But the emerging picture is already very clear. Beijing has established de facto occupation and a substantial military presence over territory to which it has no legitimate legal claim. More than that, it is territory of great strategic military and economic significance to the U.S. and its Asian allies.
The push-back by the court in The Hague and the U.S. Navy will give Xi and his admirals pause for thought. They will have immediately noted, however, that Obama’s sending of one destroyer, the USS Lassen, to demonstrate Washington’s resolve is a far less robust response than what Bill Clinton did in 1996.
That year, Beijing tried to disrupt the first fully democratic presidential elections among the 23 million people of the independent island nation of Taiwan, which Beijing also claims to own without any substantial historic or legal justification, by firing unarmed missiles into the sea-lanes approaching the island’s ports. Clinton responded by dispatching a full aircraft carrier battle group, which sailed through the 160-kilometer-wide Taiwan Strait separating the island from China. When the island next held presidential elections four years later, Beijing confined its outrage to verbal bluster.
Beijing is now most likely to return to its salami slicing policy by building up the military resources on the islands its has constructed. It may also try to test Washington’s credibility as a strategic partner by confronting some of the smaller claimants to the waters of the South China Sea to see how strongly the U.S. supports its allies.
On the other side of the equation, the U.S. already has strong alliances with regional nations Japan, South Korea, Thailand, Singapore, and Australia. Vietnam, the Philippines and Indonesia have already shown they want stronger military alliances with Washington to counter the threat from China.
What would send a strong message to Beijing would be a joint “freedom-of-navigation” patrol by ships of the U.S., Vietnam and Philippines navies.
Copyright Jonathan Manthorpe 2015
BBC correspondent Bill Hayton, Asia Sentinel: http://www.asiasentinel.com/politics/fact-fiction-south-china-sea/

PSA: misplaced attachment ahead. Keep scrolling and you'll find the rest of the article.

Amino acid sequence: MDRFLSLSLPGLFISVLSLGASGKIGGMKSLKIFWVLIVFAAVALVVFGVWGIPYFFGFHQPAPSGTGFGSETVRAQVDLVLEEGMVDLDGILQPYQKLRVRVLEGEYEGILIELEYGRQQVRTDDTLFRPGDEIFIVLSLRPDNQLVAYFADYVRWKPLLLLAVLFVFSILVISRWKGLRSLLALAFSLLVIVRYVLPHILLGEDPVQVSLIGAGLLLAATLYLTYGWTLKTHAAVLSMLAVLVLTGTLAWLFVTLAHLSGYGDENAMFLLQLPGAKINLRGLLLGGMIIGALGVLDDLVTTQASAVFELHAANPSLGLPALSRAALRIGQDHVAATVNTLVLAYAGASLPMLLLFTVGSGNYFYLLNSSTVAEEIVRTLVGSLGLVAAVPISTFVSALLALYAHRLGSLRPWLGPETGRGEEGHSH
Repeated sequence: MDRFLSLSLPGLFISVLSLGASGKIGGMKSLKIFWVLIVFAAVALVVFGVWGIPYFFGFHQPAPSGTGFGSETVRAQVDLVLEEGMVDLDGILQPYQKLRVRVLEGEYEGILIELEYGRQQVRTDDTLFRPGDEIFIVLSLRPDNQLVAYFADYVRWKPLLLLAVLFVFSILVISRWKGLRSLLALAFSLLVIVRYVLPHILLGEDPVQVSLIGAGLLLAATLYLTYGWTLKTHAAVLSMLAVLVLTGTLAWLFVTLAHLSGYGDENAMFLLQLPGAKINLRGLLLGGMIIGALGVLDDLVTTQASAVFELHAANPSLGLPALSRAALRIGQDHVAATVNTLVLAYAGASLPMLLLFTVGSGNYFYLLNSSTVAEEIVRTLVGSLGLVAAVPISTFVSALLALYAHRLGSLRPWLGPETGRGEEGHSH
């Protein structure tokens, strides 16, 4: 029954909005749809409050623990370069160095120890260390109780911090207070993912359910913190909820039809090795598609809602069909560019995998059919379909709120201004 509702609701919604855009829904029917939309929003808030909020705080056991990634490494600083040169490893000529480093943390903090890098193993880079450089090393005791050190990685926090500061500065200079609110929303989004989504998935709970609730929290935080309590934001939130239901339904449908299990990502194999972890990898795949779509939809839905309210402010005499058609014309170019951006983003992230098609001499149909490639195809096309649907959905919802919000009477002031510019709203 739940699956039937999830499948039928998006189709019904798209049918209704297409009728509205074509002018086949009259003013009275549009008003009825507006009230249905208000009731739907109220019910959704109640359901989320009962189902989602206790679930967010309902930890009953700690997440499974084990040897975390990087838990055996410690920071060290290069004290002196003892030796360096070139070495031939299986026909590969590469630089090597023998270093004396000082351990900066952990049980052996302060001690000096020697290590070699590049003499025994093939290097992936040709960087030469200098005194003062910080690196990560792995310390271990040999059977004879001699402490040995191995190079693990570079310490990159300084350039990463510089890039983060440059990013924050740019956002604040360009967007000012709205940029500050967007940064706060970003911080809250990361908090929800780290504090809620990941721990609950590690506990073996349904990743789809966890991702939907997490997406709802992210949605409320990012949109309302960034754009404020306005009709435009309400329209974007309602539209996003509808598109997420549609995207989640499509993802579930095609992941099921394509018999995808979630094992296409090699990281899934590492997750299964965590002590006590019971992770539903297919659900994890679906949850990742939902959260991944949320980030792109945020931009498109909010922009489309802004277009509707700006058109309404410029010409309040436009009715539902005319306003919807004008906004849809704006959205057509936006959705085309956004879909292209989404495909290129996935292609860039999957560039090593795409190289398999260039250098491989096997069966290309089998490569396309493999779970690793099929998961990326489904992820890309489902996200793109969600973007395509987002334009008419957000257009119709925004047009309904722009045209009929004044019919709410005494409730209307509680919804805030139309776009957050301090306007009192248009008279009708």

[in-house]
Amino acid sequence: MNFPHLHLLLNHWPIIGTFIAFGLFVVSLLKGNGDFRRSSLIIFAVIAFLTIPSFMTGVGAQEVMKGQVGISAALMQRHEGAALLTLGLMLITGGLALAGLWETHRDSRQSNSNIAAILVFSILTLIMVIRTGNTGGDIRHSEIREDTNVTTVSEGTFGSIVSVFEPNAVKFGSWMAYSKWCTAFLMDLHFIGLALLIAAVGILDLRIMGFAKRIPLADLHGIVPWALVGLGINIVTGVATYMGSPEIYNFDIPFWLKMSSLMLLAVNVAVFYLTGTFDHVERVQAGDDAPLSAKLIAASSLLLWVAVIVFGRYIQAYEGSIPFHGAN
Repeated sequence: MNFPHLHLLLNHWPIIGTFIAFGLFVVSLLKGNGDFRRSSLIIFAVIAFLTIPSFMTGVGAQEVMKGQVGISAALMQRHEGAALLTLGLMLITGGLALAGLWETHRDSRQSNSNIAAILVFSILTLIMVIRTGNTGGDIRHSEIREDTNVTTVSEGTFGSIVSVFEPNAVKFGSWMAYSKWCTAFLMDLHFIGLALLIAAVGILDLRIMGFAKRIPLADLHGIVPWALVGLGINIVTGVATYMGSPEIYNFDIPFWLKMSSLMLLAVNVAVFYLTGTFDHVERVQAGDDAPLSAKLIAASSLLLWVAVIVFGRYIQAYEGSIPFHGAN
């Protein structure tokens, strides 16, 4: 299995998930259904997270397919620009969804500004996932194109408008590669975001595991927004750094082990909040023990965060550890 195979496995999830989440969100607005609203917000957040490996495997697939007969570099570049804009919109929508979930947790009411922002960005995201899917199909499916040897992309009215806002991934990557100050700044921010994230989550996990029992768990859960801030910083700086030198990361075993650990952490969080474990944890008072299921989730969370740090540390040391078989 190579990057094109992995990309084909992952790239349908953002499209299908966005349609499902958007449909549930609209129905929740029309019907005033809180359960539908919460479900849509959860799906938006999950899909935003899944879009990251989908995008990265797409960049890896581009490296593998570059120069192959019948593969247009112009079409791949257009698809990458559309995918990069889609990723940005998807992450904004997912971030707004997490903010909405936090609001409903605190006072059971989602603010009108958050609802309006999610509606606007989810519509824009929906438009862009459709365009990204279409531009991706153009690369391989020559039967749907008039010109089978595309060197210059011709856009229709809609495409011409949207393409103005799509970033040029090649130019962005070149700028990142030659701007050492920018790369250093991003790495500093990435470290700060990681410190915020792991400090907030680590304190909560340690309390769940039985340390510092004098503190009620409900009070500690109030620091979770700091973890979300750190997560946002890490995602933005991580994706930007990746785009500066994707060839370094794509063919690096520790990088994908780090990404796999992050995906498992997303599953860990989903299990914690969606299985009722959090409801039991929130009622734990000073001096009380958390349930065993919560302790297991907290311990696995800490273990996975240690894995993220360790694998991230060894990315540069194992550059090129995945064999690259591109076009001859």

Related on F&O:
China manufactures islands to back its sovereignty claims, Jonathan Manthorpe
Not content with stealing other people’s territory, the Beijing government is now manufacturing islands to boost its insubstantial claim to ownership of the South China Sea.
China’s war for Asian domination going well, Jonathan Manthorpe
TOKYO, Japan — China’s war to supplant the United States as the regional super power in the Far East and western Pacific is under full steam and gobbling up its objectives.
Labour unrest surges as China’s economy slows, Jonathan Manthorpe
As China’s economy slows to a crawl, the Communist Party is facing one of its worst nightmares: a militant labour movement.
From our archives:
Beijing takes another major step to control the South China Sea. Jonathan Manthorpe, May 23, 2014
Beijing, not Moscow, is the home of imperialism. March 5, 2014
China set to gain from airspace dispute. November 29, 2013
Chinese airspace claims reminiscent of pre-WW I. November 27, 2013
Political reform in China unavoidable. October 3, 2013
Japan to counter Chinese “provocations.” September 18, 2013
Jonathan Manthorpe is a founding columnist with Facts and Opinions and is the author of the journal’s International Affairs column. Manthorpe has been a foreign correspondent and international affairs columnist for nearly 40 years. Manthorpe’s nomadic career began in the late 1970s as European Bureau Chief for The Toronto Star, the job that took Ernest Hemingway to Europe in the 1920s. In the mid-1980s Manthorpe became European Correspondent for Southam News. In the following years Manthorpe was sent by Southam News, the internal news agency for Canada’s largest group of metropolitan daily newspapers, to be the correspondent in Africa and then Asia. Between postings Manthorpe spent a few years based in Ottawa focusing on intelligence and military affairs, and the United Nations. Since 1998 Manthorpe has been based in Vancouver, but has travelled frequently on assignment to Asia, Europe and Latin America.